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2019’s $1.3 Trillion of Put-in-place Construction Spending Same as in 2018

Alex Carrick
2019’s $1.3 Trillion of Put-in-place Construction Spending Same as in 2018

Total U.S. Construction Spending Stayed Stuck at $1.3 Trillion in 2019

As the sum of its monthly not seasonally adjusted (NSA) figures, the Census Bureau has calculated that total U.S. put-in-place construction in 2019 was $1.303 trillion. The total dollar volume last year was -0.3%, or flat, compared with 2018. (2018 had been +3.3% relative to 2017.)

2019’s $1.3 Trillion of Put-in-place Construction Spending Same as in 2018 Graphic

Residential construction ($521 billion), which is about 40% of the total, was -4.6% year over year. Nonresidential construction ($782 billion), with an approximate 60% share, was +2.8%.

There are only six sub-categories of nonresidential that account for 5.0% of total put-in-place construction and their full-year 2019 performances versus full-year 2018 were as follows: ‘office’, +6.3%; ‘commercial (retail, warehouse and restaurant)’, -11.3%; ‘educational’, +0.2%; ‘power (electricity, oil and gas)’, +6.6%; ‘highway and street’, +8.8%; and ‘manufacturing’, +4.3%.

Two sub-categories which, surprisingly, contribute shares-of-total slightly less than 5.0% are ‘health care’ (+3.4% y/y) and ‘transportation’ (+6.4% y/y). As the general population continues to age, due to ‘baby boomers’ moving further along in life, and as increasingly large amounts of money are spent on railroad and rapid transit projects, both sub-categories will likely increase their shares-of-total in the years ahead.

PIP Construction Growth has Closely Correlated with GDP Growth

Graphs 1 through 3 set out the historical monthly records, from January 2010 on, of put-in-place construction spending according to ‘total’, ‘residential’ and ‘nonresidential’. The curves are based on monthly ‘actuals’ that have been seasonally adjusted and annualized. The resulting figures are what are known as SAAR numbers.

The top curve in Graph 1 establishes that total U.S. put-in-place (PIP) construction spending has shown little upward movement over the past three years, from 2017 through 2019.

From the bottom curve in Graph 1, the best years for growth in total PIP construction occurred from mid-2013 through early-2016. In much of 2019, the year-over-year percentage change was negative. By the fall, however, it had climbed back above 0.0% and it ended the year at +5.0%, thanks to a recovery in residential work.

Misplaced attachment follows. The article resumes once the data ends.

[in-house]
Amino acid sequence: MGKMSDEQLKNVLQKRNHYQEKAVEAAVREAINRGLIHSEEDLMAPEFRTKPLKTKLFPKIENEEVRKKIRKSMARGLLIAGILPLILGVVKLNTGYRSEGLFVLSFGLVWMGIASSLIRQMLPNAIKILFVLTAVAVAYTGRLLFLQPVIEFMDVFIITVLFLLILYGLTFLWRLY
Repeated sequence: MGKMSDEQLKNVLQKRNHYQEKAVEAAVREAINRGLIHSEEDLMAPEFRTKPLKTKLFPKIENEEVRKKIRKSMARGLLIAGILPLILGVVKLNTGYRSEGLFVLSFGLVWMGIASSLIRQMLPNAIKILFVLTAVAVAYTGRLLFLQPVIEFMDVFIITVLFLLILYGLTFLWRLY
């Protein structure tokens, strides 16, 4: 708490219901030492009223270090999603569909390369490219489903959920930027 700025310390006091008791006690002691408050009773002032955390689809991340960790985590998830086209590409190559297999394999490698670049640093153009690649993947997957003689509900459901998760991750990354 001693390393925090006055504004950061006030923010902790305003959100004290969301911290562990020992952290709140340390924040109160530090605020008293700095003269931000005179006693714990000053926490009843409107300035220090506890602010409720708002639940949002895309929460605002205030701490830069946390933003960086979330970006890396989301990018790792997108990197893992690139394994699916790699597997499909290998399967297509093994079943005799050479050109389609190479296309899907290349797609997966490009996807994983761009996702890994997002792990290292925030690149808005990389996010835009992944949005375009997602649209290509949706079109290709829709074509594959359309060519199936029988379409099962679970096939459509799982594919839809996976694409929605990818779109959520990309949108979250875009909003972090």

Note that the latest 10-year average change in ‘total’ PIP construction (i.e., calculated as the average of each month’s y/y change for the past 120 months) has been +4.0%. The PIP numbers are in ‘current’ dollars. If a ‘standard’ +2.0% inflation rate is removed, the ‘real’ rate of change has been about +2.0%, which closely correlates with average annual gross domestic product (GDP) growth over the period.

Graph 1: U.S. TOTAL Put-in-place Construction Spending
U.S. TOTAL Put-in-place Construction Spending Chart
Latest figures are for December 2019. Based on ‘current’ dollar, seasonally adjusted (SA) data.
Data source: Census Bureau.
Chart: ConstructConnect.

Will Homebuilding Rescue the Economy from Recession?

From the top curve of Graph 2, residential PIP construction spending peaked at the beginning of 2018. Afterwards, it kept falling until the summer of last year. Since then, there’s been a mild pickup.

The year-over-year change in residential construction activity, as appearing in the lower curve of Graph 2, deteriorated sharply all the way through 2018 until it bottomed out at nearly -12.0% in February 2019. Coincident with a program of cuts in interest rates initiated by the Federal Reserve, the y/y change in residential PIP construction climbed out of its deep hole in quarters one to three of last year, crossed above zero in October and ended the year at +5.8%.

A revival in housing starts has been underway. Foundation work for new homes rose to 1.6 million units for the first time since the 2008-09 recession in the final month of 2019.

Over the past many decades, during periods of GDP expansion, strong home starts have played an important role in driving economic activity. Such has not been the case this time around. Some high y/y percentage increases were achieved only because of low base numbers.

Therefore, it would be a remarkable turn of events if a stronger homebuilding sector finally kicked in and helped forestall a recession.

Graph 2: U.S. RESIDENTIAL Put-in-place Construction Spending
U.S. RESIDENTIAL Put-in-place Construction Spending Chart
Latest figures are for December 2019. Based on ‘current’ dollar, seasonally adjusted (SA) data.
Data source: Census Bureau.
Chart: ConstructConnect.

Nonresidential PIP Construction has Set a Less than Blistering Pace

Nonresidential PIP construction spending, which at close to 60% is a bigger portion of the total than residential, flattened in 2019, as can be seen from the top curve in Graph 3. It had gradually trended upward from 2016 through much of 2018, after climbing more emphatically from 2013 through mid-2015.